For me, the highlight of the conference was hearing the arrestingly charismatic Imam Feisal Abdul Rauf, head of the New York-based Cordoba Initiative, speak. The soft-spoken but extremely articulate Egyptian-born and Britain-educated Imam has been in the forefront of efforts to promote dialogue between people of different faiths, inspired by a truly universalistic—and, so, to me, powerfully attractive—understanding of religion. He began by pointing out that Muslims are today perceived as a ‘problem’ the world over. Owing to the actions of self-styled Islamists, Islam is now regarded by many as a security threat. This perception, he said, cannot be denied or wished away simply through apologetic exercises. Across the world, Muslim groups, using the vocabulary of Islam, have spearheaded violent political movements in the name of Islam. This is why, he said, many non-Muslims perceive Islam to be synonymous with violence and even terror. This undeniable fact, he went on, is a challenge to Muslims concerned about their faith, who must act to rescue it from terrorists who use it to give it a bad name.
The Imam debunked certain key myths that many Muslims, wedded to a narrow, communal understanding of Islam, zealously uphold. He pointed out that the Quran addresses itself not to Muslims as a communal group, but, rather to what it calls ‘believers’ or muminun. And this, he argued, is what the companions of the Prophet Muhammad saw themselves as. Based on his interpretation of certain key Quranic verses, the Imam pointed out that the category of muminun was not limited to those who call themselves by the Arabic term ‘Muslim’, and who generally construe the term as referring to a particular community. Rather, he persuasively argued, the muminun that the Quran talks about, for which any other suitable term could be used in other languages, included everyone, no matter what rituals he followed, what language he worshipped in, or whatever name he called himself by, who believed in the one God and in divine accountability after death and practiced good. This, he said, was the basic religion taught by all the prophets of God. Various prophets might have had their own methods of prayer and rituals, but these should be seen not as separate religions or as the bases of separate communities. Rather, they were more like different schools of thought or, in Arabic, mazhabs, of the same religion, or different sunnahs or paths. ‘The various prophets had different signatures, but they shared the same message’, he explained. All the prophets, the Quran says, were of the same status, and, critiquing Muslim claims to supremacy, he argued that nowhere does the Quran declare the Prophet Muhammad to have been the best among them or the most superior—contrary to what many Muslims contend. In actual fact, he pointed out, the Quran warns people not to make any distinction between the prophets. To imagine that the ‘believers’, in the Quranic sense, referred to a particular community that practiced a particular set of rituals in a particular language, as most Muslims do, was, the Imam argued, not at all in accordance with what the Quran says.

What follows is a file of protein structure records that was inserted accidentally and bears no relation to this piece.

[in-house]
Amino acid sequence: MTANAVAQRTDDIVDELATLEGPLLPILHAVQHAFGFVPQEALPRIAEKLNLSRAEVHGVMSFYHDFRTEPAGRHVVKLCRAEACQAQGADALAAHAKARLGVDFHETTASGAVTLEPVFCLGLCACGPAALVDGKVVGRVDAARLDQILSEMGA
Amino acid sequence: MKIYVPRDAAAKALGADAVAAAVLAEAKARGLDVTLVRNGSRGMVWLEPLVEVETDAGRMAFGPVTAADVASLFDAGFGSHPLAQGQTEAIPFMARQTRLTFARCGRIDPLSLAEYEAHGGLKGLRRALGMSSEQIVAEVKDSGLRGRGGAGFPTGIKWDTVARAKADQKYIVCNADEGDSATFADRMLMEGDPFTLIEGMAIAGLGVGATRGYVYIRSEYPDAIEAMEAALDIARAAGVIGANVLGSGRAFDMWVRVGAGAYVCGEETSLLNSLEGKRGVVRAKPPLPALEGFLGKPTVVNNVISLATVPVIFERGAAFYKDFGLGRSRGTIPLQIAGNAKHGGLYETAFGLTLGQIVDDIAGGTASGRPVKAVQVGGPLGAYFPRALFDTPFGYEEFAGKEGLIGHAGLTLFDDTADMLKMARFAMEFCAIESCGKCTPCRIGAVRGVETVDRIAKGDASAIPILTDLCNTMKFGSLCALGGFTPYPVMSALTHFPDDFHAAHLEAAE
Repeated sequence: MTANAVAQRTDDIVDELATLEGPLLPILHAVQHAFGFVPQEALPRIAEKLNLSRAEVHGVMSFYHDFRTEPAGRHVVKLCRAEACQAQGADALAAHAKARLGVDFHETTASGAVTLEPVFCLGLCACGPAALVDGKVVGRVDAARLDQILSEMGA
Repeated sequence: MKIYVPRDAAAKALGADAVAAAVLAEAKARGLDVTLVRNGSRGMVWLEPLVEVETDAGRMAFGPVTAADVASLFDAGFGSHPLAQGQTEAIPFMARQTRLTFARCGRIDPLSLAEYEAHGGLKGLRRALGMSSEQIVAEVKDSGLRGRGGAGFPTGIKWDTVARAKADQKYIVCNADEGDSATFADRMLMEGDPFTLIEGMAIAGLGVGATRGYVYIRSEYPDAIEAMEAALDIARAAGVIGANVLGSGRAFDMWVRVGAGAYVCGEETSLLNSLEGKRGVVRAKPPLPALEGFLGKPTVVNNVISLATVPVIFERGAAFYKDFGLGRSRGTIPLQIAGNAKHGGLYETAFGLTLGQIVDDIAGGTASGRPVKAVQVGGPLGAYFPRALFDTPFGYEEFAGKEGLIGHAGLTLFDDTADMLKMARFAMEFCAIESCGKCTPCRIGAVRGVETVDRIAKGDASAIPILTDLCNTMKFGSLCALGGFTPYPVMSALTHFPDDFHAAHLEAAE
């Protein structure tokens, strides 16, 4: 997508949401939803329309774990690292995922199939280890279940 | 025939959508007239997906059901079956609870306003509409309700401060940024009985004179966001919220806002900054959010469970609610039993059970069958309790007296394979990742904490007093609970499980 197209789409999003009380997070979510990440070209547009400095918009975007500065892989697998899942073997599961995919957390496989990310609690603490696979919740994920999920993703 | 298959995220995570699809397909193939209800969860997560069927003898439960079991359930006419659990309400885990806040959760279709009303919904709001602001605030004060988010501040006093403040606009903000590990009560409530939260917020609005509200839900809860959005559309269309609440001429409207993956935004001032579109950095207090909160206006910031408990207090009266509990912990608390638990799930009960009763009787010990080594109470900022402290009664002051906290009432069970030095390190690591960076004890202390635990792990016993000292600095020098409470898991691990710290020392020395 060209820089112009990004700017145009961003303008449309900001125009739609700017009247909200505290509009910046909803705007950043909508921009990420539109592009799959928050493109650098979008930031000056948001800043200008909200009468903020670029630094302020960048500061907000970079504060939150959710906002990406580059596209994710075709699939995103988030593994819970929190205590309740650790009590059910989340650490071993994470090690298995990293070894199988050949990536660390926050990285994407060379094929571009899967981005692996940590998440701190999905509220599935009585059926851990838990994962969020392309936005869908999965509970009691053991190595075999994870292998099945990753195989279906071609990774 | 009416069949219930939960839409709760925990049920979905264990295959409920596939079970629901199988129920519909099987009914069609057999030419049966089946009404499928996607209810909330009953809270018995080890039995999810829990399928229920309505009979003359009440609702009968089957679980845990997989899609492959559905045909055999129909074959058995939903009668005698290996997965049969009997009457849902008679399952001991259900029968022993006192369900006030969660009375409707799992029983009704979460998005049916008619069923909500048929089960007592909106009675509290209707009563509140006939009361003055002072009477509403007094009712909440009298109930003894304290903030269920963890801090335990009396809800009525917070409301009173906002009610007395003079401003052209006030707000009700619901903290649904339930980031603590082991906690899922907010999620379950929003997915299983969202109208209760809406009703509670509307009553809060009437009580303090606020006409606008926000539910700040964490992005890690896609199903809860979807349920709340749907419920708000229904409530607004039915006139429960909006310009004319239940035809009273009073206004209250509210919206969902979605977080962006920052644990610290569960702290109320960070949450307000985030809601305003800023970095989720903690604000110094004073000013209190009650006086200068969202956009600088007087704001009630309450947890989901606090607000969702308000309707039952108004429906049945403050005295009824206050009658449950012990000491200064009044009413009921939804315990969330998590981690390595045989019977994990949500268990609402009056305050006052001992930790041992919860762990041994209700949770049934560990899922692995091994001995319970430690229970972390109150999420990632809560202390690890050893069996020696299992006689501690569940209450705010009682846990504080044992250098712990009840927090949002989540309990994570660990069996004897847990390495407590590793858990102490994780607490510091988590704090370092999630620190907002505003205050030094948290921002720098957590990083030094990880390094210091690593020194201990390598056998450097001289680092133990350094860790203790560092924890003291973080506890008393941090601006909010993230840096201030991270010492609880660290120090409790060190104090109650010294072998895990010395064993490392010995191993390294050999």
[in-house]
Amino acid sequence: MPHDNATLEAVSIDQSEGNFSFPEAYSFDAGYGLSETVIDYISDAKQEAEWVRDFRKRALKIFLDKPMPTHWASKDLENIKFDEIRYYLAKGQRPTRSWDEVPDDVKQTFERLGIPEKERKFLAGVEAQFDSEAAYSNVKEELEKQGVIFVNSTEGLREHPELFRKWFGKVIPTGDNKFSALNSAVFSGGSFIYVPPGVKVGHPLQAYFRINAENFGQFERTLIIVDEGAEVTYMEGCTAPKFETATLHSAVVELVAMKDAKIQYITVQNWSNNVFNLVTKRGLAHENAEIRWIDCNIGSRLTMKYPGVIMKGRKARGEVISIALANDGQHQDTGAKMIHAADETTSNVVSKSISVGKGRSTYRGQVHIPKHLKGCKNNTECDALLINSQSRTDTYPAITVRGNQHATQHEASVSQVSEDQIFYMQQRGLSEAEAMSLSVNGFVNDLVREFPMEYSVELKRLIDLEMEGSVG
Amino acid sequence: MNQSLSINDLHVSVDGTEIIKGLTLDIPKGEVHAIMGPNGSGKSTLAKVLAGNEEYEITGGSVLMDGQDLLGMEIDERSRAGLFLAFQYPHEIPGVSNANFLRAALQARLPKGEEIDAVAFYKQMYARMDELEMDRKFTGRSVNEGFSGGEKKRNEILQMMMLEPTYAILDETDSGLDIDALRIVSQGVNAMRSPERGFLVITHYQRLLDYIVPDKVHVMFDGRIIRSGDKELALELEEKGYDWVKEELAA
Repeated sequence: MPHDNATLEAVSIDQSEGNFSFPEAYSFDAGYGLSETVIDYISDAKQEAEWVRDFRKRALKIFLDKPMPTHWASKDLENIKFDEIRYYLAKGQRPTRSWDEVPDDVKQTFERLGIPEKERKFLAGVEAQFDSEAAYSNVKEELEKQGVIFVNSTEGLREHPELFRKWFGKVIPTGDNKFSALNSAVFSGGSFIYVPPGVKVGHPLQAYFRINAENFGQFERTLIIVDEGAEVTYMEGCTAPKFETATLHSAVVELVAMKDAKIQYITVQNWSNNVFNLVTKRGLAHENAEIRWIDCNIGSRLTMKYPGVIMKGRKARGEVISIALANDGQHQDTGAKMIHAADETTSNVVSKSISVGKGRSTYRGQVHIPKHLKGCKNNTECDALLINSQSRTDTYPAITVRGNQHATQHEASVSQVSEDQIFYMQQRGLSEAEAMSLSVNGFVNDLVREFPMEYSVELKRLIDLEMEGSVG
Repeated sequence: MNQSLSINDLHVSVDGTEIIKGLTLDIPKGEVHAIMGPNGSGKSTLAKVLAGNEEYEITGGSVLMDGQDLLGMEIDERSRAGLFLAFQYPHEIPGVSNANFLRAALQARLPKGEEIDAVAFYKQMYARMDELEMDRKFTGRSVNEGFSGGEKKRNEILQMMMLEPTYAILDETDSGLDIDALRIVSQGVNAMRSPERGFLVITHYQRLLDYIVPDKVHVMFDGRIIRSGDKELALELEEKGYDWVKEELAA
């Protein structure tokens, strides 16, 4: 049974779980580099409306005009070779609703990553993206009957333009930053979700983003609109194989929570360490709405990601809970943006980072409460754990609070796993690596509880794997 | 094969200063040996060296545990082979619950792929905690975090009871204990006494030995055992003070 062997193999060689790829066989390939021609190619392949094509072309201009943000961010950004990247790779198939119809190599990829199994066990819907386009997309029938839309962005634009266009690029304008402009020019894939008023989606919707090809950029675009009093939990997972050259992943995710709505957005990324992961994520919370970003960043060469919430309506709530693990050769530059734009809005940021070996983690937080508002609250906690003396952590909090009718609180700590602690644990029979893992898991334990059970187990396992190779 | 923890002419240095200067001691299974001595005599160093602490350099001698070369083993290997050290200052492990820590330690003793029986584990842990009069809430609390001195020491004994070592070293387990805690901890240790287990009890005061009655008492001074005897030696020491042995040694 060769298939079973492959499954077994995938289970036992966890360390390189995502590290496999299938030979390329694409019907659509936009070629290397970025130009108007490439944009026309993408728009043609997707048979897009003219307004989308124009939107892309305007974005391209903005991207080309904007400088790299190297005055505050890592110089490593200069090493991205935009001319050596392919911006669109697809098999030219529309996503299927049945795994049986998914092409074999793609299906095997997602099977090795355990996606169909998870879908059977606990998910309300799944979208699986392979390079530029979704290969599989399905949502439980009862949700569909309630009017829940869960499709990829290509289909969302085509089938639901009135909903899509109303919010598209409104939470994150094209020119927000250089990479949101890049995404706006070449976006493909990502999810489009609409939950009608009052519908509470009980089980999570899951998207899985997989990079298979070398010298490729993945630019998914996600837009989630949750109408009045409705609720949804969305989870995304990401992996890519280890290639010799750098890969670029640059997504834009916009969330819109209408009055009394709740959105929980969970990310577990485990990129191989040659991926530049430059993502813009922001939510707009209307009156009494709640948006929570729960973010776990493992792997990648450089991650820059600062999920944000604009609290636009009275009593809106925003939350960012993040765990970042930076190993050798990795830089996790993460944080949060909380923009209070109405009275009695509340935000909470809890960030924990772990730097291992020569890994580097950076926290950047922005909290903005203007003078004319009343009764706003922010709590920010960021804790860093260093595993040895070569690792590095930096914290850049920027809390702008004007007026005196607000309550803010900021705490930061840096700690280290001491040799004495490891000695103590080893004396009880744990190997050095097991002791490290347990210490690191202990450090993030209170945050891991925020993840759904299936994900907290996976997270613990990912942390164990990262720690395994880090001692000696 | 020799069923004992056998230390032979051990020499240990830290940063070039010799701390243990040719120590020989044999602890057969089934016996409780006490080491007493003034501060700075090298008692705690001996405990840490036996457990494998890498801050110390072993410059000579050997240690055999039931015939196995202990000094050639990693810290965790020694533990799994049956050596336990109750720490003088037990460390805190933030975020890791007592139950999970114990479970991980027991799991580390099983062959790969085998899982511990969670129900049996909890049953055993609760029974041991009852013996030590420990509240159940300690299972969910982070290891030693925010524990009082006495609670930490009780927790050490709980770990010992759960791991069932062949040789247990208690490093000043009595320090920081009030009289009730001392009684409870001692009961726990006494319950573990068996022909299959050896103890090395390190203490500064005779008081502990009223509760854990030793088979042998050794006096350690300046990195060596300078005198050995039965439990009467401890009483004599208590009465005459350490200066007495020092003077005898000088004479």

The universalistic understanding of religion and the notion of ‘believer’ that he argued the Quran actually preached (which is in marked contrast to how many of those who call themselves ‘Muslims’ understand them), the Imam suggested, was a powerful counter to the communalistic interpretations of Islam that have been, and still are, powerfully dominant and that inherently conduce to conflict. It was, he contended, also a firm basis to bring together the muminun in different communities, no matter what communal label they defined themselves with, to work together for a better world.
A host of other speakers addressed the two-day conference, which was easily one of the most engaging and enriching that I have attended so far.
Hatred does not cease by hatred, but only by love; this is the eternal rule.